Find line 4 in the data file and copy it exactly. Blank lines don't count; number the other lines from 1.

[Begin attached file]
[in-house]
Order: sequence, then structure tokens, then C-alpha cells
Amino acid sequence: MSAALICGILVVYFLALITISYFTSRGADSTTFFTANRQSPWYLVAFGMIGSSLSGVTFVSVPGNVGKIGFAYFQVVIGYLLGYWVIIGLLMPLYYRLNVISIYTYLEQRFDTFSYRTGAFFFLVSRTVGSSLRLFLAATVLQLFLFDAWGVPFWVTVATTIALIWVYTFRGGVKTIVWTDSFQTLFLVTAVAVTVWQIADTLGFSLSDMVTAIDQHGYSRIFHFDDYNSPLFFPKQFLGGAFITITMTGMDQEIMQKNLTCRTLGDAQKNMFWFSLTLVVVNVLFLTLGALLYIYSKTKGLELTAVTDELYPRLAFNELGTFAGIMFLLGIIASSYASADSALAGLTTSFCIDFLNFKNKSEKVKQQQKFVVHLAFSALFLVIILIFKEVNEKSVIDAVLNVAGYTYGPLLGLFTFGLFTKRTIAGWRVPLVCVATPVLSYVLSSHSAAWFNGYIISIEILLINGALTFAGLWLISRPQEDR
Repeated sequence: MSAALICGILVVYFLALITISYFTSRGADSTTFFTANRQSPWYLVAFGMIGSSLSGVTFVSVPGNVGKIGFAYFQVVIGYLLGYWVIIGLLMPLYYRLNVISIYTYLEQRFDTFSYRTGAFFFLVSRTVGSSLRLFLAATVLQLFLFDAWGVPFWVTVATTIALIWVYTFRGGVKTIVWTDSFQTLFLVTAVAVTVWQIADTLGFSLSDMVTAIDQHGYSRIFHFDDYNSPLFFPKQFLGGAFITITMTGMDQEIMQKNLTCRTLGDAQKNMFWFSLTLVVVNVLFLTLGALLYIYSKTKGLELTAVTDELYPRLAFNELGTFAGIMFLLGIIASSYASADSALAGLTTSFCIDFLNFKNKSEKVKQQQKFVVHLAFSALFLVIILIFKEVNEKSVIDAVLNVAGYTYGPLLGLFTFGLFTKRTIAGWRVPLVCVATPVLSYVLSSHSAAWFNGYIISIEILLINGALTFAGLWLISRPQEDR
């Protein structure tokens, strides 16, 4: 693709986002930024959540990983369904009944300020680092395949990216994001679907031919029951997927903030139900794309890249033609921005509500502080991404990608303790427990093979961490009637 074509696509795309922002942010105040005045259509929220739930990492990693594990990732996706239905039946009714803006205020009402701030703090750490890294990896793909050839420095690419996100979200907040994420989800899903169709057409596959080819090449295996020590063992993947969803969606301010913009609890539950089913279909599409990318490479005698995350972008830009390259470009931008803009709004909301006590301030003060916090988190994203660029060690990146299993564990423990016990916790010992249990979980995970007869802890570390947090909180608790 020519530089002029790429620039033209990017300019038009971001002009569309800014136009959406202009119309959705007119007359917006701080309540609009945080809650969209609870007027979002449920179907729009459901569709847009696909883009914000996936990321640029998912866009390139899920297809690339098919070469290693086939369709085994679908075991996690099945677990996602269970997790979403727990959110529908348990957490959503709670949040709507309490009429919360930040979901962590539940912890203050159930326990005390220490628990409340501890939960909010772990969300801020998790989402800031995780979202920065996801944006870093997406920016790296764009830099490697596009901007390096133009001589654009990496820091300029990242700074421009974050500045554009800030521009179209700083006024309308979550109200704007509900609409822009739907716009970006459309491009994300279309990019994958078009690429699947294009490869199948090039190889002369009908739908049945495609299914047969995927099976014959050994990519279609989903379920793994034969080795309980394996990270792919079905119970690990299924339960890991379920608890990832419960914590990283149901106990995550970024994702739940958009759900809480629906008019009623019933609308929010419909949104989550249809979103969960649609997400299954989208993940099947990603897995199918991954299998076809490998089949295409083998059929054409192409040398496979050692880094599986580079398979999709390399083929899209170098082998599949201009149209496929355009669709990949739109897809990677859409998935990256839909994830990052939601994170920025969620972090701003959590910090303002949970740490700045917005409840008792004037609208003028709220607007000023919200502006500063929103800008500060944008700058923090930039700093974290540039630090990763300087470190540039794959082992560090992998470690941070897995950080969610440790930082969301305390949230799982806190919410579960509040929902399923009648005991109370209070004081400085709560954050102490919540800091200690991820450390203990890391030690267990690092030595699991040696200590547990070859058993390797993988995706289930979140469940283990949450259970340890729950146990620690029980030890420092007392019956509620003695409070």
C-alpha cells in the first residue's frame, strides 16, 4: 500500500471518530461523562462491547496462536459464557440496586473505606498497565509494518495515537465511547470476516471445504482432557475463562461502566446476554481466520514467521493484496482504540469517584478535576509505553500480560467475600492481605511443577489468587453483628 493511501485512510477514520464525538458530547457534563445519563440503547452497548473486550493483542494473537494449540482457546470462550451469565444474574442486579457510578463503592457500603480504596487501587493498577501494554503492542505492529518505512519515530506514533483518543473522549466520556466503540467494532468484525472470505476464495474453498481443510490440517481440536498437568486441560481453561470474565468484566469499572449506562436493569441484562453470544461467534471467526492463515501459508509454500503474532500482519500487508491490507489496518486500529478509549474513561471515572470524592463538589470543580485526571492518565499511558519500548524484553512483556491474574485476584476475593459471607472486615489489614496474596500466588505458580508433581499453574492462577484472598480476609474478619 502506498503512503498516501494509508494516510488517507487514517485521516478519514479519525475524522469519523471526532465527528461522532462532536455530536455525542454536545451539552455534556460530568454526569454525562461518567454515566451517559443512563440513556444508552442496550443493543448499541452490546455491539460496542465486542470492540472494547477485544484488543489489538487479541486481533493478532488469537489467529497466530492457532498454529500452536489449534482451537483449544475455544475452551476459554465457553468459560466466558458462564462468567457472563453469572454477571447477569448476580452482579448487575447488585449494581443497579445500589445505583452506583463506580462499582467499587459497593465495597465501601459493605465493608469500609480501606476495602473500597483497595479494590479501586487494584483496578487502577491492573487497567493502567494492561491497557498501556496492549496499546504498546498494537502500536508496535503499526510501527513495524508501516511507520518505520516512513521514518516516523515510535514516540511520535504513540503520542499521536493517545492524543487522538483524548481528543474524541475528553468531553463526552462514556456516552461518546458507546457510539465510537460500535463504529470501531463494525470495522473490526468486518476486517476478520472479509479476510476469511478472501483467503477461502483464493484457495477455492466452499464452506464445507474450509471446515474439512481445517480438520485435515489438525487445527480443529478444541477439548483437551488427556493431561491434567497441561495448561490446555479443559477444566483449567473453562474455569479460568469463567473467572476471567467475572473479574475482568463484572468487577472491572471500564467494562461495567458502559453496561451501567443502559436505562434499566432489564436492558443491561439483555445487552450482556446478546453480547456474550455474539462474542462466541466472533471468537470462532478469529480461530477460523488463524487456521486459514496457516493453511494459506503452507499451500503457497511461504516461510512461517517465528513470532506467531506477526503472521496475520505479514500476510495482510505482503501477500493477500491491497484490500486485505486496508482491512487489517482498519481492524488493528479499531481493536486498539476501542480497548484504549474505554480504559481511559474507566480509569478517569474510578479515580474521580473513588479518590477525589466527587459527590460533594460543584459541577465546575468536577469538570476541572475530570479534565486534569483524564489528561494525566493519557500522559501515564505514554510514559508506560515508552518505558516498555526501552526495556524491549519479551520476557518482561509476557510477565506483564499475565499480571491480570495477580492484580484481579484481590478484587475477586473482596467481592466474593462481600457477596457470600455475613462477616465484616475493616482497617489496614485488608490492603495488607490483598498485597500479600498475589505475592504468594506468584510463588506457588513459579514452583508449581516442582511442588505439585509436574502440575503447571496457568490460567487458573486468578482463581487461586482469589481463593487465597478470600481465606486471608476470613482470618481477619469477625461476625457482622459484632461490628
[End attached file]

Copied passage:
Repeated sequence: MSAALICGILVVYFLALITISYFTSRGADSTTFFTANRQSPWYLVAFGMIGSSLSGVTFVSVPGNVGKIGFAYFQVVIGYLLGYWVIIGLLMPLYYRLNVISIYTYLEQRFDTFSYRTGAFFFLVSRTVGSSLRLFLAATVLQLFLFDAWGVPFWVTVATTIALIWVYTFRGGVKTIVWTDSFQTLFLVTAVAVTVWQIADTLGFSLSDMVTAIDQHGYSRIFHFDDYNSPLFFPKQFLGGAFITITMTGMDQEIMQKNLTCRTLGDAQKNMFWFSLTLVVVNVLFLTLGALLYIYSKTKGLELTAVTDELYPRLAFNELGTFAGIMFLLGIIASSYASADSALAGLTTSFCIDFLNFKNKSEKVKQQQKFVVHLAFSALFLVIILIFKEVNEKSVIDAVLNVAGYTYGPLLGLFTFGLFTKRTIAGWRVPLVCVATPVLSYVLSSHSAAWFNGYIISIEILLINGALTFAGLWLISRPQEDR